Firms are being warned to be on the lookout for signs of financial distress as the coronavirus disrupts supply chains.
Simon Underwood, a business recovery partner at accountancy firm Menzies, said firms unable to follow government guidance that employees work from home – such as those in the retail, hospitality and leisure sectors – were facing “significant disruption” and “high levels of financial stress”.
In a blog for Supply Management Underwood said companies should watch for “financial red flags”, including difficulty paying creditors or employees on time and sudden changes in communication patterns with key customers.
“By recognising and reacting quickly to financial red flags, companies may be able to relieve some of the immediate pressure on cash flow and maintain business continuity through the crisis,” he said.
“If it is becoming increasingly difficult to pay creditors or employees on time for example, this could be a sign that there may not be enough cash in the bank to weather the storm.
“Another important indicator of financial trouble ahead could be sudden changes in communication patterns with key customers, and if payments are delayed, this could have a significant impact on cash flow.”
Underwood’s comments come as RapidRatings, a firm which provides analysis on the financial health of firms, estimates firms in China, Korea and Italy make up around 12 per cent of a typical global company’s tier one supply base.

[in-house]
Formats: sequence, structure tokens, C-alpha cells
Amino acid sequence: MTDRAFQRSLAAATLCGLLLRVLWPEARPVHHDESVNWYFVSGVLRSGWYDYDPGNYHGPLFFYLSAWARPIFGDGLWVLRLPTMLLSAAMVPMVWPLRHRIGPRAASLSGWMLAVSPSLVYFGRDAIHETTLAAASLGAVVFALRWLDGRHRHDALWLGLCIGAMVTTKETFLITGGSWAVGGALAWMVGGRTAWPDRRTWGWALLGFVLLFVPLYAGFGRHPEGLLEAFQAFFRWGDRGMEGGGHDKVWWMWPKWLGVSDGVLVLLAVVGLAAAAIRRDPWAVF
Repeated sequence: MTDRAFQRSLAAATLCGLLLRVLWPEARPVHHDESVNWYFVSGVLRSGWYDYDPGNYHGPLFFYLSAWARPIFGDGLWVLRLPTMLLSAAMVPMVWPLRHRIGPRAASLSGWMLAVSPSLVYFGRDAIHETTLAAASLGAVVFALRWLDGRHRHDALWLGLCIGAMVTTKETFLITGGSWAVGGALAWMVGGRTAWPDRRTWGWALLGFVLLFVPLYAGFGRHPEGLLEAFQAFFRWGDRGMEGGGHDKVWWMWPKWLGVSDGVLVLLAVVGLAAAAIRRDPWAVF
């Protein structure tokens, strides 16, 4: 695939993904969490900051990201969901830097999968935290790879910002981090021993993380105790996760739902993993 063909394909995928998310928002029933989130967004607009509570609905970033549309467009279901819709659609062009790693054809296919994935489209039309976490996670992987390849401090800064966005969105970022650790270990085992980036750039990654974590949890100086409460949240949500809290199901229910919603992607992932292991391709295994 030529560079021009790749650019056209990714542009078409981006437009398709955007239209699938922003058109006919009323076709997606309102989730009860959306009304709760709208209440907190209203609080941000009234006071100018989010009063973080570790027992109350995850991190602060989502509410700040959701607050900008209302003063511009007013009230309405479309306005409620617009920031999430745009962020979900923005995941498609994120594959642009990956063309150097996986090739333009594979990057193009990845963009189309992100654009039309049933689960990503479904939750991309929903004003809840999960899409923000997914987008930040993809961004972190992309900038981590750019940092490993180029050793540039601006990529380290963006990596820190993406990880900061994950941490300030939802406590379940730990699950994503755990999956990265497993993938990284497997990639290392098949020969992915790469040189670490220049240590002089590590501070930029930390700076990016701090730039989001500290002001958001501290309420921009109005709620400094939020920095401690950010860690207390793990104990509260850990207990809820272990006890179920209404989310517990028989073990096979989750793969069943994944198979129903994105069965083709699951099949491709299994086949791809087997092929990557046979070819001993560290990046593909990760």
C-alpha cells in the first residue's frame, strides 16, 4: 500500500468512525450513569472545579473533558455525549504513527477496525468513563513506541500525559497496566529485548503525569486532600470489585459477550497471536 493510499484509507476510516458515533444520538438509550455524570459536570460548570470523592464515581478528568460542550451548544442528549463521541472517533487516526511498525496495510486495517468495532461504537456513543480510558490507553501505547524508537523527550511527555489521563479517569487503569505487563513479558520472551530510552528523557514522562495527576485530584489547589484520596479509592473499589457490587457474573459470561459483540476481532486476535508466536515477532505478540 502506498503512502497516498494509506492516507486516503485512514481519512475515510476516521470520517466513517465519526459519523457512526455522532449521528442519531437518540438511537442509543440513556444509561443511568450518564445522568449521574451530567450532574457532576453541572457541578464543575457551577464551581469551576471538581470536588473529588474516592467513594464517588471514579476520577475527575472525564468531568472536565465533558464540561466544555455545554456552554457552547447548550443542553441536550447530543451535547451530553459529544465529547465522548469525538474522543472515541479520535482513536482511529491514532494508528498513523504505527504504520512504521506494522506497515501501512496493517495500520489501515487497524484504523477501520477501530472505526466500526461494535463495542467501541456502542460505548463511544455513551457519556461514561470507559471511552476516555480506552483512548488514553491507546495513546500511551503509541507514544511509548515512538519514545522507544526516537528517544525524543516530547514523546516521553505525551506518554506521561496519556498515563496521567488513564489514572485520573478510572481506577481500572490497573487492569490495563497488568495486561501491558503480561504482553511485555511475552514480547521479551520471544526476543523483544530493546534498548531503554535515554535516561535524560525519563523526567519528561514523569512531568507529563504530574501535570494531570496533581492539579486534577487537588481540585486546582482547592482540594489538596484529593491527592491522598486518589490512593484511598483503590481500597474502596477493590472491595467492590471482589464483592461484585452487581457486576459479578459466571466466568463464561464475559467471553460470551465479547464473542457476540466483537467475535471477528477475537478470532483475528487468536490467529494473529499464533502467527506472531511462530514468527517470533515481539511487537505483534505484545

In a report RapidRatings said: “It is a daunting time for organisations around the world assessing the impacts to their businesses and many have ‘war rooms’ established and tremendous resources allocated to triage, for example, identifying risks, formulating mitigation strategies and adjusting supply chains and business strategy accordingly.”
Underwood recommended implementing a strong credit management strategy, calling in debts, and talking to creditors to extend payment terms.
“In these extremely challenging times, businesses should remember the adage that ‘cash is king’ and make cash management a primary focus,” he said.
“Implementing a strong credit management strategy and calling in debts where it is possible to do so could help to ease pressure on cash flow.
“Over the course of the next few months, it may also be necessary to talk to creditors about extending payment terms. Once promises have been made, it is important to stick to them. This will build trust, helping the business in the event that a similar conversation is held in the future.”
This article was originally published on our sister title Supply Management
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